• Investigate Multiple Sign in, which allows multiple accounts to be signed in during a work session. The first account signed into during that session becomes the “default” account for that session. Subsequent sign-ins to other accounts become subordinate to the default for the duration of that session. Signing out of ANY of the accounts terminates the entire session and all accounts are signed out.
    This is helpful for many users - I find it invaluable to have my personal and work accounts both signed in, giving me access to the two separate GMail accounts and the different data collections associated with the products I use in each account. To get to my personal Docs, for instance, I just swap to the personal account tab and click Docs. If I want to review some images I stored in Picasa for work use, I switch to the work account tab, and click Photos. In our house analogy, this is like unlocking both front doors and trotting back and forth between the two houses.
    Some Google products don’t yet work with Multiple Sign in, so if you wish to access, for example, YouTube, at any time during the session, then you must make sure that the account you use for YouTube is the default account for the session, by signing in to it before you sign in to the other accounts you want to use simultaneously.

And finally...
  • Managing multiple Google accounts needs some discipline and does require planning if you are to get the best out of your working environment. So, to summarise:
  • Remember that if you use GMail you already have a Google account, and there is no need to create additional Google accounts for other products unless you specifically want to keep them separate from your email IDs.
  • When signing up for a new product, think about whether that product can go in one of your existing Google accounts, or whether it needs an account of its own. Act accordingly by signing in to the relevant account, or creating a new one.
  • When signing up for a new product, make sure you are NOT already signed in to an account you will regret associating that product with! Always check your address in the top right corner of the page.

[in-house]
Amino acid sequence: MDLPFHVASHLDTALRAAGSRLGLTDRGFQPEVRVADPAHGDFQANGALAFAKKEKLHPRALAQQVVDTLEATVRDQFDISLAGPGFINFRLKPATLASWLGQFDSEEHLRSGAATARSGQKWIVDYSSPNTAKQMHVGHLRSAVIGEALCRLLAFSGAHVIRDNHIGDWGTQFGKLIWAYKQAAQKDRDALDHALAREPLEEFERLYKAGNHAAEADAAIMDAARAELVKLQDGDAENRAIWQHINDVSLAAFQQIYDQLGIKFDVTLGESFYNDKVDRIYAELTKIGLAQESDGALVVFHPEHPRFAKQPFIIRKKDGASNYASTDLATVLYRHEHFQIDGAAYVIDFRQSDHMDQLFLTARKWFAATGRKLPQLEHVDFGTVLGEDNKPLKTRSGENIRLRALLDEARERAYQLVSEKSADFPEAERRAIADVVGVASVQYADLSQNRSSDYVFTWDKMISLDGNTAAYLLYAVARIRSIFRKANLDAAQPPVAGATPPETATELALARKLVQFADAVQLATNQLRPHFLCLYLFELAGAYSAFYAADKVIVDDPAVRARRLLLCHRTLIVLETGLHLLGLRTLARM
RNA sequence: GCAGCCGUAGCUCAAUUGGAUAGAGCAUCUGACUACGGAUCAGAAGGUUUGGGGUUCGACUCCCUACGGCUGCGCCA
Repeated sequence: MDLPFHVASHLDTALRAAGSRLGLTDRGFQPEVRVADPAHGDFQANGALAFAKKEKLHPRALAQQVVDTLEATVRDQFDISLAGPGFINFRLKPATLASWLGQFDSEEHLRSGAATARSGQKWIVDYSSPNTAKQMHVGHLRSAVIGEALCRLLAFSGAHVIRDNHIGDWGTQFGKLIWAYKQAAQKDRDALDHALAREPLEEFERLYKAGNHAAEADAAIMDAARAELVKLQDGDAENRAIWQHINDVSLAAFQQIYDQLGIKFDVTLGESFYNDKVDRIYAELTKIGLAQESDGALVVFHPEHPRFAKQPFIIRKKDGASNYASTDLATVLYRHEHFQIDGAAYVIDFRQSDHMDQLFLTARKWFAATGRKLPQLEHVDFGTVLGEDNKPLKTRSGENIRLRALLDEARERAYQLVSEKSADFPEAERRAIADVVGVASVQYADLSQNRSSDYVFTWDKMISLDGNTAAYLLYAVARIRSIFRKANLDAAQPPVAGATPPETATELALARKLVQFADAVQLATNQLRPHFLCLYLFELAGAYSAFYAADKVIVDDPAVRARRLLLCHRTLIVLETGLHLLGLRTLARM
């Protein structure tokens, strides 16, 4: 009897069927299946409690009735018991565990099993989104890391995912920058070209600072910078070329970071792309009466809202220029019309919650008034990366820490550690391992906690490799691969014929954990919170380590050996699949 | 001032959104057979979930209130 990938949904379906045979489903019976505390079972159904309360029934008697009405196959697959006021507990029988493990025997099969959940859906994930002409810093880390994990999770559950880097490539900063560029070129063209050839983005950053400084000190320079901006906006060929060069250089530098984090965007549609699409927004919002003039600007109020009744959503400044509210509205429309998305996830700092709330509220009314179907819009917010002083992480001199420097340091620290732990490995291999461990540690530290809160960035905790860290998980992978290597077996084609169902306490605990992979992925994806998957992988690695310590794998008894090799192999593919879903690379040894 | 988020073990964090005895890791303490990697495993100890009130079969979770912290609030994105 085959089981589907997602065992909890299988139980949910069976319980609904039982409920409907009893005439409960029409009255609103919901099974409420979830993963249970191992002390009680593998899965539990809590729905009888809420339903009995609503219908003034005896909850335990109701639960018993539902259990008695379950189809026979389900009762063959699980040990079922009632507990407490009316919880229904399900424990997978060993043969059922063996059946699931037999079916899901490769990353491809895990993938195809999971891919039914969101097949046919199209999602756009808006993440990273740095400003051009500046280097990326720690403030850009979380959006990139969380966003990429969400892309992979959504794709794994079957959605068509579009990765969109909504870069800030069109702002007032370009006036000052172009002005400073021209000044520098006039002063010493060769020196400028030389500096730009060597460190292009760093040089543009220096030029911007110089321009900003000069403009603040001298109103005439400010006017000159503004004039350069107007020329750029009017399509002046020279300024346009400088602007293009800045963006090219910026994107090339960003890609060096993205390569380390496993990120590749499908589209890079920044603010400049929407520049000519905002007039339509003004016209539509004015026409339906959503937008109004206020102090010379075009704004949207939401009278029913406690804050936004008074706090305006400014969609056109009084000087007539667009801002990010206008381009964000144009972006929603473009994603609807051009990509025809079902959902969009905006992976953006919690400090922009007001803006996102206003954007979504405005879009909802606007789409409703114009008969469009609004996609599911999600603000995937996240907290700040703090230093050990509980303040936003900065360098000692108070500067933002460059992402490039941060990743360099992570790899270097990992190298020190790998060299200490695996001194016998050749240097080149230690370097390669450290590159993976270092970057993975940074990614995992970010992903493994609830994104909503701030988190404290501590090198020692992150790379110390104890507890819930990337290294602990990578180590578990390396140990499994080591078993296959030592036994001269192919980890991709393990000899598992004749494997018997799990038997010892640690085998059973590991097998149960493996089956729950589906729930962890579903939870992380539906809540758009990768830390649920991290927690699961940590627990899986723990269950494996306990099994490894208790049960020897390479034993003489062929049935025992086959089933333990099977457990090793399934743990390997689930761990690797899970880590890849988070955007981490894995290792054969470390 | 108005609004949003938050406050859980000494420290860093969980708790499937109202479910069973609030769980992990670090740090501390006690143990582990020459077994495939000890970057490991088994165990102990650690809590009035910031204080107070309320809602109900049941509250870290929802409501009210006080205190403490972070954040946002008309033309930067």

• Don’t use “Keep me signed in” as a matter of course on all your accounts and always sign out from any account you are finished with UNLESS you are using Multiple Sign-in and still want to keep other accounts for the session open.
  • Simplify working with several accounts at once by using Multiple Sign-in where it is helpful, but make sure you know the rules!
  • When deleting an account, make sure you confirm first (1) which account you are actually deleting (check the top right corner again!) and (2) which products you have attached to that account. Understand that you are deleting all that product data as well. If you want to keep any product data, export it (where possible) first.
  • If you make mistakes, ensure you know what you can and can’t do with your data by using the advice in the Help Centre and on the Data Liberation Front website.
  • To help cope with utter disaster, make sure you do backup your data regularly. Check what export procedures are available for all your products: Docs can be downloaded to your computer, while uploaded Picasa images and YouTube videos are probably still there. Contacts can be exported, as can your Calendars. GMail can be backed up in a range of ways. See http://gmail-tips.blogspot.com/2012/01/gmail-backup.html for detailed info on how to do that.

Google Accounts Help: http://support.google.com/accounts/?hl=en
Create a Google Account:  https://accounts.google.com/signup
Adding GMail: http://goo.gl/KlOHE
Adding other products: http://goo.gl/MZ1tk
Managing your Google Account: http://goo.gl/Mfhh6
What you can move and what you can’t: http://goo.gl/zDT9R
Moving Google+ Connections: https://www.google.com/takeout/?pli=1#
All about Multiple Sign-In: http://goo.gl/7F2tf
About Keep me signed in: http://goo.gl/v9lvh